Ombudsman urges Parliament to inventory all existing laws


PHILIPSBURG–Make an inventory of all the country’s existing laws and regulations to ensure time is not wasted on drafting new ones when all that is needed is enforcement of the existing ones, Ombudsman Nilda Arduin told Parliament when she presented her 2016 Year Report on Friday.

Such an inventory will give Parliament, as well as Government and its civil servants, a reference point for research and application. The list will also provide examples of which laws are working well, those that are completely outdated, in need of amendments or those that exist, but for one of more reasons are not being enforced completely or properly.

The Ombudsman’s suggestion to Parliament grew from the recent passing of the Timeshare Protection Ordinance, a law that seeks to provide timeshare buyers much needed but so far absent protection when buying, re-selling and/or maintaining their units here.


Aspects of the law initiated by Member of Parliament (MP) Sarah Wescot-Williams, can already be found in an existing law governing companies that operate hotel properties. Arduin, who had written her doctoral thesis on the timeshare sector, said that law already calls for such companies to formulate regulations for usage, among others, for this property.

This aspect of the law has not been enforced, she noted, adding that it calls for the company to put together the rules and regulations for its property and lodge a copy with the Ministry of Tourism and Economic Affairs TEATT. A copy, as prescribed in the law, must also be logged at the Court to ensure easy access by interested parties.

The recently passed timeshare law has not yet reached the Ombudsman for the obligatory review. TEATT Minister Mellissa Arrindell-Doncher still has to affix her signature to the law, the first-ever initiative law tabled by a MP.

The Ombudsman also expressed her continuing disappointment about the lack of follow up by Government and its departments on recommendations made by her Bureau to fix issues commonly encountered by the public.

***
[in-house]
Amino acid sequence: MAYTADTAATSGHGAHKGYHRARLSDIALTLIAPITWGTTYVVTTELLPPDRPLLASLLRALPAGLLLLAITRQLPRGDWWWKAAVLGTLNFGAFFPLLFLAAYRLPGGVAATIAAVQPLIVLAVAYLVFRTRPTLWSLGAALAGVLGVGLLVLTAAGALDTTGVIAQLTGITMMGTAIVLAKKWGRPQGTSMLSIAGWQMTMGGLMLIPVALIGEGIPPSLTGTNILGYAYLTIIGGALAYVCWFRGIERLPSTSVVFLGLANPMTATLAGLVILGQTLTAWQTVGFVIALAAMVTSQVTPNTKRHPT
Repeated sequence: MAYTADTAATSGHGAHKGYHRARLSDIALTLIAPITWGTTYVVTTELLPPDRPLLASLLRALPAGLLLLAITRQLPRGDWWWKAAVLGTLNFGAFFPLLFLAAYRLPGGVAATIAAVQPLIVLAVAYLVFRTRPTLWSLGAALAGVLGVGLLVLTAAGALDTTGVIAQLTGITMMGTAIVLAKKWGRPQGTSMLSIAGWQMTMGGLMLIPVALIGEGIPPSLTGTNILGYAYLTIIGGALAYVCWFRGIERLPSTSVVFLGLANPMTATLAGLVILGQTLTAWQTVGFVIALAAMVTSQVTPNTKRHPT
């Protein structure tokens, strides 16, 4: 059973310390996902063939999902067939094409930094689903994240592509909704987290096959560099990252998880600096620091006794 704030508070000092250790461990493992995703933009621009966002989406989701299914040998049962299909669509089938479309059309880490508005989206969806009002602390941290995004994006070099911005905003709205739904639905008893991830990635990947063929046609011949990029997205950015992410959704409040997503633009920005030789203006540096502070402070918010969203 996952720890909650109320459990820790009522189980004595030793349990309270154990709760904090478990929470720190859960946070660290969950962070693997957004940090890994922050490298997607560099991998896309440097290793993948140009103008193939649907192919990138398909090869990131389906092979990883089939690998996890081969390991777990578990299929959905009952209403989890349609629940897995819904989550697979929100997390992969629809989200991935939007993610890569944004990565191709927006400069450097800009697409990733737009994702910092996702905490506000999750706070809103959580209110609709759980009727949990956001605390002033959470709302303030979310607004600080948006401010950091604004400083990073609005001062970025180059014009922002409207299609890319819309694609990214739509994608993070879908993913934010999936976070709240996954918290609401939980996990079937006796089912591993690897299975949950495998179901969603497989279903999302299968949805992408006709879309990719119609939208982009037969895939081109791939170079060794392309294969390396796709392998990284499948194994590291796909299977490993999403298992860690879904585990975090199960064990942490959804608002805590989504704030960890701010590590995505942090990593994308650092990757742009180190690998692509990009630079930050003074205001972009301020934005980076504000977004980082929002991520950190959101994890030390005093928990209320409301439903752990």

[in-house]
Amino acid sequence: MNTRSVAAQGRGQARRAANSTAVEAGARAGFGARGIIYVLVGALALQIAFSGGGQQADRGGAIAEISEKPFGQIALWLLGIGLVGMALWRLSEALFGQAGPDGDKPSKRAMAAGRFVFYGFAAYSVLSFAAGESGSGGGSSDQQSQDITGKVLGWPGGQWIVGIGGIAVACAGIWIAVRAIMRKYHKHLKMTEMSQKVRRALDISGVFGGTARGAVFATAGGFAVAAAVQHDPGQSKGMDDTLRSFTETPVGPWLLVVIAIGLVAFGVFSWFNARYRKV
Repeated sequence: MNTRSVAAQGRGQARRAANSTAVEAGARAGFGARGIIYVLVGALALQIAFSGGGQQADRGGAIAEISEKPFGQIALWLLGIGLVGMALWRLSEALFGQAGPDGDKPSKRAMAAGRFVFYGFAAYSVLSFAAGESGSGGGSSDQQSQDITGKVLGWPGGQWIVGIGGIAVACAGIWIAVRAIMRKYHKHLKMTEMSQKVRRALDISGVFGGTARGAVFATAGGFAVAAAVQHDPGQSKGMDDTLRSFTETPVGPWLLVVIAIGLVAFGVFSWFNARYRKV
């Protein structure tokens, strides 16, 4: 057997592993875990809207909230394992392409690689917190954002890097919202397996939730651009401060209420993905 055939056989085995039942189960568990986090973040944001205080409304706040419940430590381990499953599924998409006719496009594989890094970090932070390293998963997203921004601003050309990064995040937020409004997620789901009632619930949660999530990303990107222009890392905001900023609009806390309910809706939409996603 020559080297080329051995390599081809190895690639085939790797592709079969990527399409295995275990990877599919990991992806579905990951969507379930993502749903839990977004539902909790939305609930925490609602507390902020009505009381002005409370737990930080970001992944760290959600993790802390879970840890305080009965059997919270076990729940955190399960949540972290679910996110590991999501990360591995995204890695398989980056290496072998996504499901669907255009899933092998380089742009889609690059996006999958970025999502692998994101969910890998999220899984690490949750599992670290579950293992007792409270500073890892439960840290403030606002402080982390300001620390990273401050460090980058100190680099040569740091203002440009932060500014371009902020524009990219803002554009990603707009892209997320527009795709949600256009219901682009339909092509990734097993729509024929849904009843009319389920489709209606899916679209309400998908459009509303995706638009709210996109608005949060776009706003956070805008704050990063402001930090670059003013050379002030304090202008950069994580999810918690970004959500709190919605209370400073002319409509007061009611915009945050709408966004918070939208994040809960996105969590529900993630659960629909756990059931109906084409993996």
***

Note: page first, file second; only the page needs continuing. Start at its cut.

Though her seven-year term is nearing its end, Arduin told MPs the Bureau intends to continue “championing” the need for Government and its departments to response to recommendations and make the requisite changes. The Ombudsman does not exist to punish Government, but to aid in the improvement of services offered to the community.

One glaring example of recommendations being ignored is the Ombudsman’s 2012 report on the functioning of the Foundation Cadastre and Mortgages (commonly referred to as the Kadaster). There has been no response from Government or the board of the foundation. While some improvement of the service has been cited in the past years, residents are still filing complaints at the Ombudsman for long pending issues there.

In general, the Ombudsman strongly urged Government via Parliament to respond to request and inquiries from the residents in a timely manner, as government is in place to serve the people. It is better for a resident “to receive a motivated no, rather than no answer at all” from Government and its departments.

   A motivated “no” does not leave the resident requesting a service from government “in limbo” not stops progress, for instance in the case of a permit request. A “no” would mean the applicant will have to seek out another avenue to achieve their goal instead of waiting for years for an answer, she pointed out. The public needs to get “clear cut answers.”

Government and its departments also need to publish the lists of its services, documents needed and procedure to be followed when requesting services, said the Ombudsman. All of these elements must be clear, concise and transparent for all seeking access to the services.

Access to information for Government, though improved, could still be better. The Ombudsman is awaiting a plan from the TEATT Ministry outline how it will deal with noise pollution. She hopes this information will be received from the Ministry before month’s end at which time a graduate student is expected to join the bureau to conduct a study on this subject. The resulting study will hopefully put forward recommendations to tackle and diminish the pollution.

   MPs welcomed the recommendations by Arduin. They commended her for her service to the country as its first ombudsman as her seven-year term nears its end. The process to appointment a new ombudsman is on the way.

Source: The Daily Herald